BROOKLYN – Sunday’s final between Israel and Great Britain was hours before the first pitch, but behind home plate was one of the most valuable people to the World Baseball Classic Qualifier tournament’s success, Eli Arje.
What could be heard behind the closed gates of the makeshift Prime Kosher Foods stand a hundred or so feet behind home plate, in the early hours of the opening of the ballpark were Hebrew phrases thrown around the kitchen – effo this and mah zeh that (where is this and what is that?).
Although there was probably less kvetching than usual since Arje and his team had their routine set a few hours away from wrapping up their second full season, there was still fair share of back-and-forth between coworkers cooking hot dogs and knishes.
“Who’s playing tonight?” asked Rabbi Shaul Zohar, the mashgiah who supervises the food in this now-kosher kitchen.
“Ah like the first night… and then it’s over.”
He realized it was a rematch of Thursday night’s game and he also realized that the baseball season was coming to close in Brooklyn. So when employees for the stadium came in with supplies, he said, “last game. Give me everything you got.” And then retracted it when Arje told him what they have excess of already.
“I got ketchup. I need mustard and relish.”
Arje has become a fixture at Brooklyn Cyclones games the past two years. A few years ago though, Arje was working in the gasoline business with his brother. Things didn’t work out. He changed professions to the catering business.
“I was asked [by a friend] if I wanted to work in kosher food, and I said yeah. Sports and food is my passion,” said the New Jersey native and now Brooklyn local before Sunday’s championship game, held at the Coney Island minor league ballpark of the major league baseball affiliate over in Queens.
“I wish I could do this in more venues and God-willing, I’m waiting for the Mets to call,” he added.
And it’s been a fast rise for Arje. He was raised Orthodox and attended yeshiva until attending college at Monmouth University in New Jersey. He worked with his brother for about five years and then transitioned to a new profession. When he got an opportunity in the food catering business, he jumped.
When the Barclays Center opened in Brooklyn, hosting the Brooklyn Nets and later the hockey team the Islanders, the venue was looking for a kosher caterer. His friend whose father ran David’s Restaurant, a main-stay on Kings Highway in the borough, got the gig.
Soon he brought on Arje to shadow him and eventually help out run David K’s kosher stands at the basketball arena.
Around the same time the Brooklyn Cyclones were looking for a new kosher caterer for their ballpark. Arje entered the catering business. With just a small station and not even his own stand, he was able to upgrade for the big crowds on Jewish Heritage Night or other local Jewish events. When the World Baseball Classic, with Israel bound to come to the stadium, Arje was of course excited.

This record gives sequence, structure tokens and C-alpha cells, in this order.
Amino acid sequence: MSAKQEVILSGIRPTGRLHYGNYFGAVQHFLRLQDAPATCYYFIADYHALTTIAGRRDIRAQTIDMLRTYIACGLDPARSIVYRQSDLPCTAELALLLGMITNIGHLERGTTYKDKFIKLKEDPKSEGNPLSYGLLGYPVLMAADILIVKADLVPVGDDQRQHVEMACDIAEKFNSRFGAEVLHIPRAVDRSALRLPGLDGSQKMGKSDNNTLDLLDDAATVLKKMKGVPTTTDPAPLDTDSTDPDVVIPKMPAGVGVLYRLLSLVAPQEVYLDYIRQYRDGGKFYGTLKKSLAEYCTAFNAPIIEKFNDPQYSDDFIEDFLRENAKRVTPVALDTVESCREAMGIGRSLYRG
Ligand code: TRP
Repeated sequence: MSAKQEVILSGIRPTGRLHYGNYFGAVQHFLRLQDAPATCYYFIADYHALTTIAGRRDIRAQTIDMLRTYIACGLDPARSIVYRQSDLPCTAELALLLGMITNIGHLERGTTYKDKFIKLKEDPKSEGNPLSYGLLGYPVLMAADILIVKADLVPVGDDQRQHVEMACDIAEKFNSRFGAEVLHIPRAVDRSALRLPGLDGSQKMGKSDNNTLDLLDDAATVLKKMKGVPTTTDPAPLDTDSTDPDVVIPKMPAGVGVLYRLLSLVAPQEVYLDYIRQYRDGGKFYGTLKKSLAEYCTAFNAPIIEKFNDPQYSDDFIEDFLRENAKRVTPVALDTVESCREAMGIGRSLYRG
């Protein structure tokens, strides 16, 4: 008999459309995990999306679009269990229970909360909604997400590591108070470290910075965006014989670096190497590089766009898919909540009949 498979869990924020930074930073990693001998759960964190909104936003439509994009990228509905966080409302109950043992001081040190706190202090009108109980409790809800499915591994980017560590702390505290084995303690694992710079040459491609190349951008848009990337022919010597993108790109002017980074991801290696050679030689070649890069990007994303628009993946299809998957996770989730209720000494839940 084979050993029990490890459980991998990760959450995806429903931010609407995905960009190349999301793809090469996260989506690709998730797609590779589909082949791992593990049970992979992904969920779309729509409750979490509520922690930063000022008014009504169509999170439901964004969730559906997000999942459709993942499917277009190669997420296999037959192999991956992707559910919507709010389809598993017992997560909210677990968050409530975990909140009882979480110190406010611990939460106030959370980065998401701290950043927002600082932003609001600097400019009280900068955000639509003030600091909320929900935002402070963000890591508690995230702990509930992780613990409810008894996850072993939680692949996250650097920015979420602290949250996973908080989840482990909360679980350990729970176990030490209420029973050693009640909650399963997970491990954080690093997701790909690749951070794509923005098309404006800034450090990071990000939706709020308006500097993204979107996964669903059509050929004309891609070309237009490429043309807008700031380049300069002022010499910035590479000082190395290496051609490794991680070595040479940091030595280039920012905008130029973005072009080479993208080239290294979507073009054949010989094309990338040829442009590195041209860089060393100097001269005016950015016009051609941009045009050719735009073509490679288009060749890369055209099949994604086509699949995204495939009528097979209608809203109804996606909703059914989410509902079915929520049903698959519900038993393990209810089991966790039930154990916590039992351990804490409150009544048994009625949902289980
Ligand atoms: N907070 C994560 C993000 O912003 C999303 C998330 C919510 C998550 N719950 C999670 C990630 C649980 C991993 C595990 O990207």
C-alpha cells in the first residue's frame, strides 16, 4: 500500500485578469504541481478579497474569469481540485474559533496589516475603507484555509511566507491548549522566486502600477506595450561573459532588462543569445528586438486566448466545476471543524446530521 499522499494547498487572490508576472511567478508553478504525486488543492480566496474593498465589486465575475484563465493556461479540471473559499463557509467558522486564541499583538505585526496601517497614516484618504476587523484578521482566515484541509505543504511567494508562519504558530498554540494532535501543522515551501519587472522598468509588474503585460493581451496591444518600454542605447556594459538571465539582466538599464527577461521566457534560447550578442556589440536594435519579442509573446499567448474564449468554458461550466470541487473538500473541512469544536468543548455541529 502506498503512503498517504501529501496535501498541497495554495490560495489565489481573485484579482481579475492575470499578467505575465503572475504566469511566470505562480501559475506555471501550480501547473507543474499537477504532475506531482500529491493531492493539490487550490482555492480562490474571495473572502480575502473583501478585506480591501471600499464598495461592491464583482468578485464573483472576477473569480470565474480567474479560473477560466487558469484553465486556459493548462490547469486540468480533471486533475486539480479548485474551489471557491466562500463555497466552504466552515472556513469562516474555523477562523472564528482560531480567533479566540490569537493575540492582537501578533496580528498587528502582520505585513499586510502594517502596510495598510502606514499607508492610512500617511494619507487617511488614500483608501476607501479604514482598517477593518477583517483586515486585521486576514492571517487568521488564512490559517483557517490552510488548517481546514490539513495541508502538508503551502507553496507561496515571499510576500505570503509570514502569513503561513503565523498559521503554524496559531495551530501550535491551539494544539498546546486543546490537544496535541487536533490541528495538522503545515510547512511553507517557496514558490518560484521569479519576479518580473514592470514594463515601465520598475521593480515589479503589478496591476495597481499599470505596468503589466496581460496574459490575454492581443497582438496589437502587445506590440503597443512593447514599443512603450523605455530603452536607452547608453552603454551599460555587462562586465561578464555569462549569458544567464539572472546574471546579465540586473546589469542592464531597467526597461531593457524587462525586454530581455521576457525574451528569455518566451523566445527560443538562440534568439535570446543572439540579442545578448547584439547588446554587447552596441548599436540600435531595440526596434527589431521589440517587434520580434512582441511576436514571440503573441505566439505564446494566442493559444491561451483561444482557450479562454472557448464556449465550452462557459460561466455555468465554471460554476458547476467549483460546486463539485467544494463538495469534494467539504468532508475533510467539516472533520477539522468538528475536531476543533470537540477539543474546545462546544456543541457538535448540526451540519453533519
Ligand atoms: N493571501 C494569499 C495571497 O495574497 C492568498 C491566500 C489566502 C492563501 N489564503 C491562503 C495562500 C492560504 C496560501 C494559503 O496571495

“Oh yeah, one I would love to root for my heritage and two, I knew it would be a great turnout,” he said. “I wanted to experience Israel, the baseball side of it, because Israel only plays soccer and basketball.”
After a few days, Israel proved its worth in playing baseball as well. Winning Sunday night’s game to advance out of the qualifying round and into the main event March, the blue-and-white definitely earned its stripes as well as the trip to South Korea.
Arje won’t be going to Seoul to provide the kosher food, but he does hope to also open his own grab-and-go business to help supply places like ballpark and quick-stops, like 7-Elevens, in addition to making his push to be the kosher caterer for the Mets.
He said that his competition tends to emphasize results and money.
“Quality, production, service – that’s the first three things of business. That’s what I care about most right now.”
This week at the WBC, Arje served knishes and pretzels. He also sold packed deli sandwiches (pickle included) from Tradition’s Deli.
And, of course sausages and hot dogs, his highest selling product.
“My favorite thing I serve is my Abeles & Heymann, all beef natural hot dog. Delicious.
Gluten free. Healthy. For a hot dog, it’s the number one out there,” he said in earnest.
Then he cracked a smile, understanding how it came out. “Abeles & Heymann, you better pay me for the sponsorship.”
Arje serves his kosher food Kof-K, one of the most traditional and widely recognized kosher certificates across North America.
Naturally a few customers ask for stricter kosher certification, but Arje notes it’s difficult to get more kosher than him.
And as for the numbers of what a good turnout looks like – Arje sold out 300 knishes and 1,500 hot dogs in just one night. If he makes it to the big leagues, though, maybe next year in CitiField with the Mets, he could see a day of selling 20,000 hot dogs.